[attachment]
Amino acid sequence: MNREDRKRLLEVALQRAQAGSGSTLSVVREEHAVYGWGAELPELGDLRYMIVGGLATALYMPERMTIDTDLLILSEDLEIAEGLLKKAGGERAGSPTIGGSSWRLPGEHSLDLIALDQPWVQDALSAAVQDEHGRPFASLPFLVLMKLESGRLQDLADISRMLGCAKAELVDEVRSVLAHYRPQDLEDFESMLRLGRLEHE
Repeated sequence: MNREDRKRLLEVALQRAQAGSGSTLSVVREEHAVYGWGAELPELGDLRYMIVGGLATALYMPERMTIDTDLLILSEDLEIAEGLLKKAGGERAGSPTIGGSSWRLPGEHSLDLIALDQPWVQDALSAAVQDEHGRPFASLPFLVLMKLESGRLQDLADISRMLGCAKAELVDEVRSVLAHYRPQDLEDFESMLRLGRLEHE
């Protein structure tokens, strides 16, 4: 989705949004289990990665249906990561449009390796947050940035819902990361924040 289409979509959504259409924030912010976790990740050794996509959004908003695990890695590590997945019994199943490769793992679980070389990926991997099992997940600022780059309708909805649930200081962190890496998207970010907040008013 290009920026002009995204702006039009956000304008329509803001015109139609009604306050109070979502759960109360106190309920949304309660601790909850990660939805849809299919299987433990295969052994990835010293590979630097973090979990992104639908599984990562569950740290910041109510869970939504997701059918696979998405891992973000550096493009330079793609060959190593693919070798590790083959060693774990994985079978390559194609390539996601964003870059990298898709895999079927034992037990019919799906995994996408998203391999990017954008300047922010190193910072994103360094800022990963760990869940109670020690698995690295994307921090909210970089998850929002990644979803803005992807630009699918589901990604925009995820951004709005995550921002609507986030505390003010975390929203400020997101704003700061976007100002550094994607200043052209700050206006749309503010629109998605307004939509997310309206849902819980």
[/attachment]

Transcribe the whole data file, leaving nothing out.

Amino acid sequence: MNREDRKRLLEVALQRAQAGSGSTLSVVREEHAVYGWGAELPELGDLRYMIVGGLATALYMPERMTIDTDLLILSEDLEIAEGLLKKAGGERAGSPTIGGSSWRLPGEHSLDLIALDQPWVQDALSAAVQDEHGRPFASLPFLVLMKLESGRLQDLADISRMLGCAKAELVDEVRSVLAHYRPQDLEDFESMLRLGRLEHE
Repeated sequence: MNREDRKRLLEVALQRAQAGSGSTLSVVREEHAVYGWGAELPELGDLRYMIVGGLATALYMPERMTIDTDLLILSEDLEIAEGLLKKAGGERAGSPTIGGSSWRLPGEHSLDLIALDQPWVQDALSAAVQDEHGRPFASLPFLVLMKLESGRLQDLADISRMLGCAKAELVDEVRSVLAHYRPQDLEDFESMLRLGRLEHE
């Protein structure tokens, strides 16, 4: 989705949004289990990665249906990561449009390796947050940035819902990361924040 289409979509959504259409924030912010976790990740050794996509959004908003695990890695590590997945019994199943490769793992679980070389990926991997099992997940600022780059309708909805649930200081962190890496998207970010907040008013 290009920026002009995204702006039009956000304008329509803001015109139609009604306050109070979502759960109360106190309920949304309660601790909850990660939805849809299919299987433990295969052994990835010293590979630097973090979990992104639908599984990562569950740290910041109510869970939504997701059918696979998405891992973000550096493009330079793609060959190593693919070798590790083959060693774990994985079978390559194609390539996601964003870059990298898709895999079927034992037990019919799906995994996408998203391999990017954008300047922010190193910072994103360094800022990963760990869940109670020690698995690295994307921090909210970089998850929002990644979803803005992807630009699918589901990604925009995820951004709005995550921002609507986030505390003010975390929203400020997101704003700061976007100002550094994607200043052209700050206006749309503010629109998605307004939509997310309206849902819980």